Restaurant Delivery

To avoid using third-party apps, many restaurants are turning to in-house delivery.

Delivery apps have been a godsend to many people during the COVID-19 pandemic. From groceries to pet food to burritos, apps like Postmates, Shipt, GrubHub, DoorDash and Instacart have made it easier for non-essential workers to stay home in 2020.

Restaurant delivery in particular has been vital, as many counties and cities had to shut down indoor dining in an attempt to quell the virus’ spread. Restaurants whose business model never included takeout – much less delivery – have pivoted in order to keep the doors open.

GrubHub reported third quarter revenues of $494 million, which is more than double over the same period in 2019. Rideshare giant Uber, amid a 75 percent decline in rides, bought Postmates for $2.65 billion this summer.

Many diners see these apps as a way to patronize their favorite local spots while in-person dining is unsafe. However, the seismic profits GrubHub and others reported this year are, unsurprisingly, not passed on to the local restaurants that make it possible. These apps charge restaurants around a 30 percent commission in fees in an industry where profit margins hover at 3 to 5 percent.

Now that it's obvious the pandemic won’t be over any time soon, some St. Louis restaurants are taking matters into their own hands and adding in-house delivery.

“[The apps] screw over everyone, from the customer to the driver to the restaurant,” says Mark Hinkle, co-owner of Olive + Oak, Clover and the Bee and O+O Pizza, in Webster Groves, Missouri. “The only one that comes out ahead is the big corporation behind the scenes.”

Like many others, Hinkle and his team have been struggling to keep afloat, despite Olive + Oak being one of the most popular and lauded spots in the St. Louis area. As temperatures drop, Hinkle was ready to take advantage of any opportunity to bring in revenue and keep his staff employed.

Hinkle realizes that using current staff to make deliveries will not completely replace the money they would have brought in this winter with a full dining room, but it’ll at least mean his restaurants won’t have to cut hours as much as they would have otherwise. He’s been frustrated with people not taking COVID seriously and patronizing businesses in surrounding counties where masks aren’t even required, in some cases putting themselves at risk and potentially spreading the virus to St. Louis County.

“We'll keep pivoting and keep trying to make this work, and keep trying to keep our staff employed and stay afloat until this is over,” he says. “It's a hard time for us. We’re so grateful for the people that continue to support our restaurants. And I think they showed it when COVID first started and I think we're seeing it again. We're blessed to have a community in St. Louis County that comes out and supports restaurants while we're fighting to stay alive.”

At Katie’s Pizza and Pasta Osteria, which has two locations in Rock Hill and Town & Country, curbside pickup was supplemented by shipping frozen pizzas (using local staff instead of FedEx) as well as in-house contactless delivery earlier this summer.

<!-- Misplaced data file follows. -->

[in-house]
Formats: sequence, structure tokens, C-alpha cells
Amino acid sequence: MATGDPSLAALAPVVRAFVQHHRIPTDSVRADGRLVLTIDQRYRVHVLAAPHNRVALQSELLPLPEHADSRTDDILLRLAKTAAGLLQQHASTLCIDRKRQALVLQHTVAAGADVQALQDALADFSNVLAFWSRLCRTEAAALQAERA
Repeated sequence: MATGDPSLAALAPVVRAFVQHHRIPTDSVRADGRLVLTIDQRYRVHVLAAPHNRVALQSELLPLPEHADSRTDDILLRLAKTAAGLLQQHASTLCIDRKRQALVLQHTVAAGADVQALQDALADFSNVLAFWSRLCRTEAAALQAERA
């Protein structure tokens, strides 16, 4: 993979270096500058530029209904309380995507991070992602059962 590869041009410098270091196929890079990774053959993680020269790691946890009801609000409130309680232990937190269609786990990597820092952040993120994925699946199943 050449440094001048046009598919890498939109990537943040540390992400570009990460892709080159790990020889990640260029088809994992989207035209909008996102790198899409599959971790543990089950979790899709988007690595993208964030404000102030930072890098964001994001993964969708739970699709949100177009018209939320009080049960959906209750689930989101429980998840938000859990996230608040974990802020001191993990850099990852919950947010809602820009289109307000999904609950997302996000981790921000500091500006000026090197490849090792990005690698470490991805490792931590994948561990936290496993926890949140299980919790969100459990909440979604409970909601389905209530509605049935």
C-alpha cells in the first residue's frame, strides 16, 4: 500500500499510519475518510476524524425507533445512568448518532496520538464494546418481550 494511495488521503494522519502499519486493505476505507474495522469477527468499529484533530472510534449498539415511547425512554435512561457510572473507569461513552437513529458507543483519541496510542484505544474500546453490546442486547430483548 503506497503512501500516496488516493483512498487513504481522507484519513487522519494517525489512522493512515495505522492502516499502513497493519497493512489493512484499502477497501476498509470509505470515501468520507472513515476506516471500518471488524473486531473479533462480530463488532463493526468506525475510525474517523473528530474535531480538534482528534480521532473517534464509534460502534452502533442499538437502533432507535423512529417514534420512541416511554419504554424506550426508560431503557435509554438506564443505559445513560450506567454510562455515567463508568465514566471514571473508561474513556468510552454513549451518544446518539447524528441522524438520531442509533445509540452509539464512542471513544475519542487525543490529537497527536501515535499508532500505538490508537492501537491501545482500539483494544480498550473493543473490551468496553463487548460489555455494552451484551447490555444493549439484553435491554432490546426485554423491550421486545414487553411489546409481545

“We haven’t had to lay off one person – 140 people – since the pandemic started,” says co-owner Katie Collier, “[It's] something we are most proud of. Keeping our team safe and working has been our mission over any profits.”

For Rick Lewis, co-owner of Grace Meat + Three in St. Louis’ The Grove neighborhood, in-house delivery seemed a natural extension of the Southern-inspired restaurant’s walk-up windows (natural for the pandemic, anyway).

The walk-up window was originally introduced to cater to the late-night crowd in The Grove, but Lewis added a second walk-up window while St. Louis city dining rooms were completely shut down earlier this year.

“We looked at the restaurant model, and we wanted to make it as easy as possible [for customers]. How do you do that? Bring the food to people,” Lewis says. “We don't want to pay third parties to deliver; it just seems like it's not worth putting the stress on your staff and on your restaurant to not make money. It also became a way to give our staff more hours and create jobs.”

The biggest hurdle, Lewis says, has been getting the word out – especially now that Grace is competing for delivery business with pizza places and Chinese restaurants that have been offering delivery for decades. That being said, Lewis says the fried chicken spot had its biggest delivery week yet just before Thanksgiving.

“The community loves us, and our patrons love us. We’ve been there for a lot of people, and I feel like in turn, they’re going to continue to support us. I don’t think it’s going to be a great winter [though]. It’s not going to be fun,” Lewis says with a laugh. “We’re being as safe as possible, continuing to monitor our employees’ health, everything we’ve been doing from the beginning.

“We're not going anywhere without a fight. We’re gonna keep plugging away at this thing, trying to be creative, trying to come up with ways to stay at the forefront of people's minds. I think the delivery is going to take off – it’s still a battle for us.”